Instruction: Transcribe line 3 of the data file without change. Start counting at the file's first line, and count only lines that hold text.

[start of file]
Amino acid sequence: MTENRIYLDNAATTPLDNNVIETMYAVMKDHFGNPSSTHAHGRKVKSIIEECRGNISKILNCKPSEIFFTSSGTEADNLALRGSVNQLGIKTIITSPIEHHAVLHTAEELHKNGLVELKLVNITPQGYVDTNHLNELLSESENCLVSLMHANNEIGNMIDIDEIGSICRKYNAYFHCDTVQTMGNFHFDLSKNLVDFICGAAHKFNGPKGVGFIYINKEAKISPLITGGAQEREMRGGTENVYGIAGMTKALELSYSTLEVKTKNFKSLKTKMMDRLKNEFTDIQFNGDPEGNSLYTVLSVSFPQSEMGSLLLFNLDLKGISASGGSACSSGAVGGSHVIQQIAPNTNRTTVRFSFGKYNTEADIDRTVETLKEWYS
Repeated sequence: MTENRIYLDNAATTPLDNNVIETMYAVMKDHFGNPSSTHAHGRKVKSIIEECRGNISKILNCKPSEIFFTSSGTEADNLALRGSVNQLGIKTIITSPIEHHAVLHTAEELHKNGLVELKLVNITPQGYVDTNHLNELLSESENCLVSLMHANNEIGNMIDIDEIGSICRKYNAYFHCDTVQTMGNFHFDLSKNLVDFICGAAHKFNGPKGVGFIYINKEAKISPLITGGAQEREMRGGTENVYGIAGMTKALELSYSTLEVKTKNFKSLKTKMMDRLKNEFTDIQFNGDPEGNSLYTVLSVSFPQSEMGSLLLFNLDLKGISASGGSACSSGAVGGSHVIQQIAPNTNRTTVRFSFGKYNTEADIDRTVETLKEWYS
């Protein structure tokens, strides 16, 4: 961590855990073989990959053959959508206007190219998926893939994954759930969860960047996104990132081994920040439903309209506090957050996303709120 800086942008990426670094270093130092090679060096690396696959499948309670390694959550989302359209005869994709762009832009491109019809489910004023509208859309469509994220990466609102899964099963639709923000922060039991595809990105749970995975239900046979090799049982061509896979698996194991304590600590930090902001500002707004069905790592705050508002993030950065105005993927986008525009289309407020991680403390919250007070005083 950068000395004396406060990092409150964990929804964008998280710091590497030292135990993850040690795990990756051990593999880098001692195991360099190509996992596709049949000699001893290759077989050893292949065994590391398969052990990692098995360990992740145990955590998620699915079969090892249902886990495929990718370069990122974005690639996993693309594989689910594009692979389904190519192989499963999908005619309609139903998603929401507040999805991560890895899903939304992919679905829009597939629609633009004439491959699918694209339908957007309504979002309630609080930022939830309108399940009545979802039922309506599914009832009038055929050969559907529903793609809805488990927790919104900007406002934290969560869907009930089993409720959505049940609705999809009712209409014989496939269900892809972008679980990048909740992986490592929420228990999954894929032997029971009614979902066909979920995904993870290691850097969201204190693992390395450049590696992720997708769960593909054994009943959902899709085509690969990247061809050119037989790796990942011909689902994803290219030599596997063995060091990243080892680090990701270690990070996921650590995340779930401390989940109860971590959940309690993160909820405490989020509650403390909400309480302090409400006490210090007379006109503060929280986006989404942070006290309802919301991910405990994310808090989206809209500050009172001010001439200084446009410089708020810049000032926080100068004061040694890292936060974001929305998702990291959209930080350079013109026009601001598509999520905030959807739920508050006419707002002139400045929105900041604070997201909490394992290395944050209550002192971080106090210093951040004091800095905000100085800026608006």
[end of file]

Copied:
């Protein structure tokens, strides 16, 4: 961590855990073989990959053959959508206007190219998926893939994954759930969860960047996104990132081994920040439903309209506090957050996303709120 800086942008990426670094270093130092090679060096690396696959499948309670390694959550989302359209005869994709762009832009491109019809489910004023509208859309469509994220990466609102899964099963639709923000922060039991595809990105749970995975239900046979090799049982061509896979698996194991304590600590930090902001500002707004069905790592705050508002993030950065105005993927986008525009289309407020991680403390919250007070005083 950068000395004396406060990092409150964990929804964008998280710091590497030292135990993850040690795990990756051990593999880098001692195991360099190509996992596709049949000699001893290759077989050893292949065994590391398969052990990692098995360990992740145990955590998620699915079969090892249902886990495929990718370069990122974005690639996993693309594989689910594009692979389904190519192989499963999908005619309609139903998603929401507040999805991560890895899903939304992919679905829009597939629609633009004439491959699918694209339908957007309504979002309630609080930022939830309108399940009545979802039922309506599914009832009038055929050969559907529903793609809805488990927790919104900007406002934290969560869907009930089993409720959505049940609705999809009712209409014989496939269900892809972008679980990048909740992986490592929420228990999954894929032997029971009614979902066909979920995904993870290691850097969201204190693992390395450049590696992720997708769960593909054994009943959902899709085509690969990247061809050119037989790796990942011909689902994803290219030599596997063995060091990243080892680090990701270690990070996921650590995340779930401390989940109860971590959940309690993160909820405490989020509650403390909400309480302090409400006490210090007379006109503060929280986006989404942070006290309802919301991910405990994310808090989206809209500050009172001010001439200084446009410089708020810049000032926080100068004061040694890292936060974001929305998702990291959209930080350079013109026009601001598509999520905030959807739920508050006419707002002139400045929105900041604070997201909490394992290395944050209550002192971080106090210093951040004091800095905000100085800026608006």